Review: The Queen is Mad, Lion & Unicorn Theatre

Fascinating new musical The Queen is Mad examines the trials of life of a princess at the Lion & Unicorn Theatre

“The princess’s future is never within her control”

For all the glitz and glamour associated with it, the life of a royal woman undoubtedly has its challenges, something that is as evidently true today as it was in the sixteenth century. Amy Clare Tasker (book and lyrics) and Tom James McGrath (music, book and lyrics) may yet produce ¿Donde esta la princesa? but for now, they’re presenting The Queen is Mad at the Lion & Unicorn Theatre.

This particular queen is Joanna of Castile, daughter of Ferdinand and Isabella and older sister of Catherine of Aragon and remembered unkindly by history as Juana la Loca. Married off to Philip the Handsome (seriously, these sobriquets!!) at the age of 18 and moved from her native Spain to the Low Countries, as her parents’ fourth child there was little thought of the line of succession. But as a series of family deaths leave her the heir presumptive, the greed and ambition of the men in her life goes into overdrive.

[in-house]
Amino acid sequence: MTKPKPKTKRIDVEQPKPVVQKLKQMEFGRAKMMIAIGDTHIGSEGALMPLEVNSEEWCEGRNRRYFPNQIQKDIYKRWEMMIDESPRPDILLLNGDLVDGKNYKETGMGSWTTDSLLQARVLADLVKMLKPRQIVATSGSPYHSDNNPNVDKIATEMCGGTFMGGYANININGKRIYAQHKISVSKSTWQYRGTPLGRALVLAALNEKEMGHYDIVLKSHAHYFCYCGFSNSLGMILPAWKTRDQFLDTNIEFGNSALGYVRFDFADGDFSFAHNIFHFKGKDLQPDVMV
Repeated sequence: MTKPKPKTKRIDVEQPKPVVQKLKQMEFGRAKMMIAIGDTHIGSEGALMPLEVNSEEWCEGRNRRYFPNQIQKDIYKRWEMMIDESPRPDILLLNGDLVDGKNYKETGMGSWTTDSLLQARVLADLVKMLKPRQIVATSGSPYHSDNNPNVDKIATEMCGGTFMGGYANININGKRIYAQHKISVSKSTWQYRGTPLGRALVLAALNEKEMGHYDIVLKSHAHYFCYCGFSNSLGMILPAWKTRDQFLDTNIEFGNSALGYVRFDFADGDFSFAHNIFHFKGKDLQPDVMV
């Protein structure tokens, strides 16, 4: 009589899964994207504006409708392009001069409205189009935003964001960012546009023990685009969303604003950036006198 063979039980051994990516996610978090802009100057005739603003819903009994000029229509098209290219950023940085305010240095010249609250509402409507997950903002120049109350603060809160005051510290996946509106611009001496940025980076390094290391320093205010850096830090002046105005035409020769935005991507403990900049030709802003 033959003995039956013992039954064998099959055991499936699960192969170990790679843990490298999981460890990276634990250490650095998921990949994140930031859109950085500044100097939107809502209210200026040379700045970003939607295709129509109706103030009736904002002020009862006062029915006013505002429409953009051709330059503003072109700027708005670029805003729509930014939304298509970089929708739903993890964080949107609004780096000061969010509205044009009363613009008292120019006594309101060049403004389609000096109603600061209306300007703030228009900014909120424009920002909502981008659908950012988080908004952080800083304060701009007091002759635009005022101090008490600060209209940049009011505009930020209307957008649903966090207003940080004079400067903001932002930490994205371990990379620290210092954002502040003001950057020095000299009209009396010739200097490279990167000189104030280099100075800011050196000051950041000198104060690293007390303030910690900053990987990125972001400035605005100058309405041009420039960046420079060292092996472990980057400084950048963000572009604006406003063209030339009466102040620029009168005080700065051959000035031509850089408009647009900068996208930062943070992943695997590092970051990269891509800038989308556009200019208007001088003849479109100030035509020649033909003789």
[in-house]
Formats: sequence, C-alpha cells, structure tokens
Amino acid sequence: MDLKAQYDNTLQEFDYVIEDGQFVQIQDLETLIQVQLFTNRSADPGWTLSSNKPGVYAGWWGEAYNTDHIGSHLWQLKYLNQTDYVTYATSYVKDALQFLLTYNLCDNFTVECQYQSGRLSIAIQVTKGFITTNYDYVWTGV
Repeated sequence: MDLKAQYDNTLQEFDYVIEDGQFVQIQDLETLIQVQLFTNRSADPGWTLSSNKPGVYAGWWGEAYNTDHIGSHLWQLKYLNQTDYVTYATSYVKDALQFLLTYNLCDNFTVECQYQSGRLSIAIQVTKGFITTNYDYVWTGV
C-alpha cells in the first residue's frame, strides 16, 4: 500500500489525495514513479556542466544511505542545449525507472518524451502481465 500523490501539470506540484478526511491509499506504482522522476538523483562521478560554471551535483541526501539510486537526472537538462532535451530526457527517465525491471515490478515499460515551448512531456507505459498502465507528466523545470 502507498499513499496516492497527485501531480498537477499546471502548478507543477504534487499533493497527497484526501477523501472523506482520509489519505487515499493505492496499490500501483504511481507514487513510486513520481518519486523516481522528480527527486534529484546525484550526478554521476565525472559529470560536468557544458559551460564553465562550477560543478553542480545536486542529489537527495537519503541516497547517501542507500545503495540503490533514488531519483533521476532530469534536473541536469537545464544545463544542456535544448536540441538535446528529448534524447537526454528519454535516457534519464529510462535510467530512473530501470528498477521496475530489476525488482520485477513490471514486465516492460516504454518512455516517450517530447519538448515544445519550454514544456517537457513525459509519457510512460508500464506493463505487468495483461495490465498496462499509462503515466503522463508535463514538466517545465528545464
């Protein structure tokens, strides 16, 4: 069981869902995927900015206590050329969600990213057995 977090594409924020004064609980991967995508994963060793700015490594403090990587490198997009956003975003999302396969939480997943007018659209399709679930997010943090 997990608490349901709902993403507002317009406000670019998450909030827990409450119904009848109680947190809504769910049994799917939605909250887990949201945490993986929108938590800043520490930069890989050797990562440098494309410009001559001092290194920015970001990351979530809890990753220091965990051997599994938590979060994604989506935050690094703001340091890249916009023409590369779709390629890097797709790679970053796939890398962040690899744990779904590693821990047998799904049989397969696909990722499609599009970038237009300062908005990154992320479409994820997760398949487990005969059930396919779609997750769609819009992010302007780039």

At just 60 minutes long, The Queen is Mad offers a considered miniature rather than a full-on historical epic but it makes its points no less effectively. As a princess, Joanna received an education but also as a princess, she had no agency. Natasha Hoeberigs’ portrayal suggests a young woman determined to make the best of her lot regardless but as Philip (an excellent Brian Raftery) reveals himself to be just as controlling as he is handsome, that becomes increasingly difficult.

After the death of her mother and her ascension to Queen of Castile, there’s a heartbreaking moment where she shares her dreams of becoming a progressive monarch, particularly in light of Spanish imperial progress in the New World, but it becomes the turn of her father to turn on the manipulations (Alan Vicary relishing the flourish). Even knowing the patriarchy as we do, there’s still a jaw-dropping horror at how far he goes.

Tasker’s modern-dress production crystallises those allusions as to how little the situation might have changed but also acknowledges a tempestuous nature to Joanna (the hair!) that others were able to exploit both in terms of her position and her legacy. McGrath’s score has a pleasant musicality and uses an almost playground-esque motif to devastating effect as its melody echoes hauntingly from palace corridors to her own psyche.

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